There’s a lot of talk about the 126 fighter aircraft deal that two US companies are also bidding for. Could there be a quid pro quo?
I don’t think so, because the IAF (Indian Air Force), which is the evaluator of these planes, will make the decision based on technical choices. The Indian government will look at costs, they will look at life cycle costs, they will look at the issue of the strategic reliability of suppliers and they will look at the quality of airplanes. And when you triangulate these issues, I think the US has a very distinct advantage.
In a few months, you could have a Democrat president in the White House. Democrats are traditionally more in favour of the non-proliferation agenda, human rights… Would they throw a spanner in the works in the implementation of the nuclear deal?
I fear that could be a possibility, because there is a very large group of people within the Democrat party who were very unenthusiastic about this deal. In fairness to them, there are very prominent Democrats who supported it, like (former US assistant secretary of state) Rick Inderfurth who came out very early, (former US ambassador to India) Frank Wisner would be another, (Democrat vice-presidential candidate) Joseph Biden is a third. But the party as a whole has had anxiety about this deal. But I would be delighted to be proved wrong because the long-term requirement for its success is that this be bipartisan.
What of the future; do you think a Security Council seat for India is next?
I think it is inevitable (but) I don’t know if it’s the very next thing one can do. All institutions of international governance have to reflect the power structures of the day, there is absolutely no doubt in my mind that India is now a major global power and you cannot have an international system that doesn’t reflect that.
A couple of questions on the Indian debate. The Bush administration worked very closely with the previous Vajpayee government. Were you disappointed that the Bharatiya Janata Party (BJP) opposed the deal tooth and nail?
I was, actually, because I think there were many in the BJP who saw the strategic wisdom of this (deal).
I think the (former) prime minister Mr Vajpayee himself had a very strong sense that this was a good thing for India. And I see that perfectly reflected in the views of (former national security adviser) Brajesh Mishra, who has come out in very clear support, very openly. I think there are members within the BJP who were embarrassed by their party’s strong opposition.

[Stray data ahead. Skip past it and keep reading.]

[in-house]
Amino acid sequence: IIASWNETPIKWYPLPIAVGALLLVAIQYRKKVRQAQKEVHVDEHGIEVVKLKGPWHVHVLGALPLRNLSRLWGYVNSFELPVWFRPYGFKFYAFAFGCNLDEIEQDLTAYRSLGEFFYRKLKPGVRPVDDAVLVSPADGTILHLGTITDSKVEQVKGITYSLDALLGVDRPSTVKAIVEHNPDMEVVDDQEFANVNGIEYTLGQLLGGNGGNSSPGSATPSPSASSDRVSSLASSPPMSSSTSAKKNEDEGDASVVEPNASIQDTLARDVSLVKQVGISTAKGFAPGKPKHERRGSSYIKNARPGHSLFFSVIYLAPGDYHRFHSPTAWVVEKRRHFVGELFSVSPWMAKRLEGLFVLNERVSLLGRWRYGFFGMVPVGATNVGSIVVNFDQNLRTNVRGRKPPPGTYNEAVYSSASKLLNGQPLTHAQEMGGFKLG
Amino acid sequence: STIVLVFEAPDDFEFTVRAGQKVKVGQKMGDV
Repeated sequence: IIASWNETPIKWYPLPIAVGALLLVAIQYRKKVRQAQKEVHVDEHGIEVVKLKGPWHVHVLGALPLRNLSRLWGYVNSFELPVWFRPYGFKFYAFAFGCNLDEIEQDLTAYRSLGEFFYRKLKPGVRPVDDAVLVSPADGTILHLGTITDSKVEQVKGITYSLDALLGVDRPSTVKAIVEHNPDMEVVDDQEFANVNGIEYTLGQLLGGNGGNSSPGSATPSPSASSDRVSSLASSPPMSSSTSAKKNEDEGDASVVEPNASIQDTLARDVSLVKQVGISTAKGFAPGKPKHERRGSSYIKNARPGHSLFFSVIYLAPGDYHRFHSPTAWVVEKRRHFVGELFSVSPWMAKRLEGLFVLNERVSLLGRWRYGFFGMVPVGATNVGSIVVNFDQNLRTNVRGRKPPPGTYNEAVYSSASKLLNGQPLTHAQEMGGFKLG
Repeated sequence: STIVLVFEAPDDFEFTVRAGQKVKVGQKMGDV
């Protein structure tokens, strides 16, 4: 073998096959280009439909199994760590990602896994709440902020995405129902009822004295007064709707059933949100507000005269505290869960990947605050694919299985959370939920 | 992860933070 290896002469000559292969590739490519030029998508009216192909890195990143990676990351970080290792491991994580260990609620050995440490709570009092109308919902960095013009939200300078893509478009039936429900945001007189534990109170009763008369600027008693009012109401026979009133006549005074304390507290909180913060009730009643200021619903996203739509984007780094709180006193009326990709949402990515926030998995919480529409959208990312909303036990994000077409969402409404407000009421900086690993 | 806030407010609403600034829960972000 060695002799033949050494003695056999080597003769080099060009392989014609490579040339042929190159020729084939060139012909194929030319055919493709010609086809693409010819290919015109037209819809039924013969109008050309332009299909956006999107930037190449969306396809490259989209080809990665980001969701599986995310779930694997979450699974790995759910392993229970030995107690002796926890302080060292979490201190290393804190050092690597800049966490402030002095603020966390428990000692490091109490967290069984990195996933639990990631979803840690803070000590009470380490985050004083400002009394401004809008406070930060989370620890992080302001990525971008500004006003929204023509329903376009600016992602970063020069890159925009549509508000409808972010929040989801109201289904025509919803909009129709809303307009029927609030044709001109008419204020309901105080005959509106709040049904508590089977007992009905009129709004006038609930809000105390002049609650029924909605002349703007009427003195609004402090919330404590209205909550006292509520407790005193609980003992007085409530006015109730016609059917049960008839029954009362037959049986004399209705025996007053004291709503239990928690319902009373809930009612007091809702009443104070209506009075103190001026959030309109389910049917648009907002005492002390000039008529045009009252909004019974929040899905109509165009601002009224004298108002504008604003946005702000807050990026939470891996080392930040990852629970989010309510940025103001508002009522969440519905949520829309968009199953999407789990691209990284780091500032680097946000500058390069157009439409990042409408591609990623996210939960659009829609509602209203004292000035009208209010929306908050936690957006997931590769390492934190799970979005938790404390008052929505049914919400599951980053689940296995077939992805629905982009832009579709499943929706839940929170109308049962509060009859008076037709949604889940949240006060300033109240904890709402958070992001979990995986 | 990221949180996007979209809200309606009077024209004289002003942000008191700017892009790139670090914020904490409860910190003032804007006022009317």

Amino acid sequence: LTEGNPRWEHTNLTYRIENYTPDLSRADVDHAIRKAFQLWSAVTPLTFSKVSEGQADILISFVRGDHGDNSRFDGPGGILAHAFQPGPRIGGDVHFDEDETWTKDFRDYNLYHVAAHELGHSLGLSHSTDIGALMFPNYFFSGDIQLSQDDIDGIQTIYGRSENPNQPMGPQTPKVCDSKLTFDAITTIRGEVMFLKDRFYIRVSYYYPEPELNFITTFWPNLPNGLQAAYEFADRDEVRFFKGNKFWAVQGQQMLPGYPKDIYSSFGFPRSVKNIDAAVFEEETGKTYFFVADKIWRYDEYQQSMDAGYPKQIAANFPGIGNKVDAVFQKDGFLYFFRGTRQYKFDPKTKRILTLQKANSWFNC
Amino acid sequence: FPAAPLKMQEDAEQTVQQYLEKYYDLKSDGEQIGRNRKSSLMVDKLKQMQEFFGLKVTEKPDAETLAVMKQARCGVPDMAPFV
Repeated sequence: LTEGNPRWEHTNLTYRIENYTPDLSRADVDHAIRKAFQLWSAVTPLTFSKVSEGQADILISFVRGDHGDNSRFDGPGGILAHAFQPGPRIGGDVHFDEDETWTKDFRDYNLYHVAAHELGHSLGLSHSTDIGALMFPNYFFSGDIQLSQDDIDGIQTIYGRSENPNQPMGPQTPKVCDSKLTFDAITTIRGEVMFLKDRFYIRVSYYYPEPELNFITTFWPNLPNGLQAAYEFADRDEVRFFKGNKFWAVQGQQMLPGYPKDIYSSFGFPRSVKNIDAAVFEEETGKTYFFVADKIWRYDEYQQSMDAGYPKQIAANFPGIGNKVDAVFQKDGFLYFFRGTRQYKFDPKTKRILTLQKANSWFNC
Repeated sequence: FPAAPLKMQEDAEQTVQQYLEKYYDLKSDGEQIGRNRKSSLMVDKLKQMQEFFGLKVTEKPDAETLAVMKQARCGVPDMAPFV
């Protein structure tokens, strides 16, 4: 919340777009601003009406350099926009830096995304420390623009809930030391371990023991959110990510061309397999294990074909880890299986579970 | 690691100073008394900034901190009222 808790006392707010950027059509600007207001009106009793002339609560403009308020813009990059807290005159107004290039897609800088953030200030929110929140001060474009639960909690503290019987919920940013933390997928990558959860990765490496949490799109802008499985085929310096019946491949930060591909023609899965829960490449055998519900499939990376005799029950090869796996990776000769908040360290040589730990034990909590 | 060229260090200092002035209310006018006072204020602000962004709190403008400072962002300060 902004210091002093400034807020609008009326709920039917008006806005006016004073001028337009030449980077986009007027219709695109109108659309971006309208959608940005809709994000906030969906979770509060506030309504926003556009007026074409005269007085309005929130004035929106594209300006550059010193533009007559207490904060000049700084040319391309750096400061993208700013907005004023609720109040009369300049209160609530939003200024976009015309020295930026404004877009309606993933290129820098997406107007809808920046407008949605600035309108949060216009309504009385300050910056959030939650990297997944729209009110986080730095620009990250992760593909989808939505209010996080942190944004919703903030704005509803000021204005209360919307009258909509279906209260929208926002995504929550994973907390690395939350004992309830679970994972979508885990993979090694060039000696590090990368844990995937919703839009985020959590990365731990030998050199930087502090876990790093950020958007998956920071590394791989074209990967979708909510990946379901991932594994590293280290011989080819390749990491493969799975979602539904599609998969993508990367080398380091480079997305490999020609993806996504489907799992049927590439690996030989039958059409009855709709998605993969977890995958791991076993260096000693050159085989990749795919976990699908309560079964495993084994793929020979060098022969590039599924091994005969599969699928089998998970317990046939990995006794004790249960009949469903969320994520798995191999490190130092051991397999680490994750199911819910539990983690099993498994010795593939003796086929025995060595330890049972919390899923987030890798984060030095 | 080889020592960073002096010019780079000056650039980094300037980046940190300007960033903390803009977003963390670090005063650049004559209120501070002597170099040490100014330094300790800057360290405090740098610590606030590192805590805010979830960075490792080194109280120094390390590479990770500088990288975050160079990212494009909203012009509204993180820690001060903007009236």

L.K. Advani, for instance? You must have talked to him…
I think Mr Advani was inclined to be favourable, but I am not sure whether he was convinced by all the reservations and I think the role played by his own party was probably influential in pushing him to what he ended up with.
Let’s talk about Pakistan. The US is a key partner of Pakistan. Do you think the de-hyphenation of India-Pakistan where relations with the US are concerned is finally complete?
I think so. If there is a hyphenation, it is actually the opposite of what was originally meant. People look at India as a success story, people look at Pakistan as a state at risk. So if it’s a hyphenation, it is a hyphenation of contrast, it’s not a hyphenation of compatibility.
Would you call Pakistan a failing state?
I don’t think it’s a failing state yet, but there are parts of the state that have suddenly decayed very, very dangerously.
What do you do with the Taliban, because you do suspect that the Pakistani state and the ISI is hand in glove with the Taliban?
I think our most important task with Pakistan is to convince the leadership in Islamabad that this is their fight. That the forces that oppose the US in Afghanistan are fundamentally the same forces that oppose everything that the vast masses of Pakistanis want. Unless Islamabad recognizes that, the war on terrorism will be lost. If Islamabad recognizes that, there is a lot we can do.
Can India and the US work together on Kashmir?
We don’t need to do that, because both India and Pakistan have reached an agreement on the contours of what a Kashmir solution can be. What we need to do is encourage them to start implementing it. They have reached this solution themselves, it is none of our doing. The kind of solutions that were touted in the 1980s have largely been overtaken by events.
Who are you going to vote for?
I think I am going to vote for senator McCain, early and often! And Sarah Palin of course !
And who do you think is going to be the next president of the US?
I am hoping senator McCain, of course!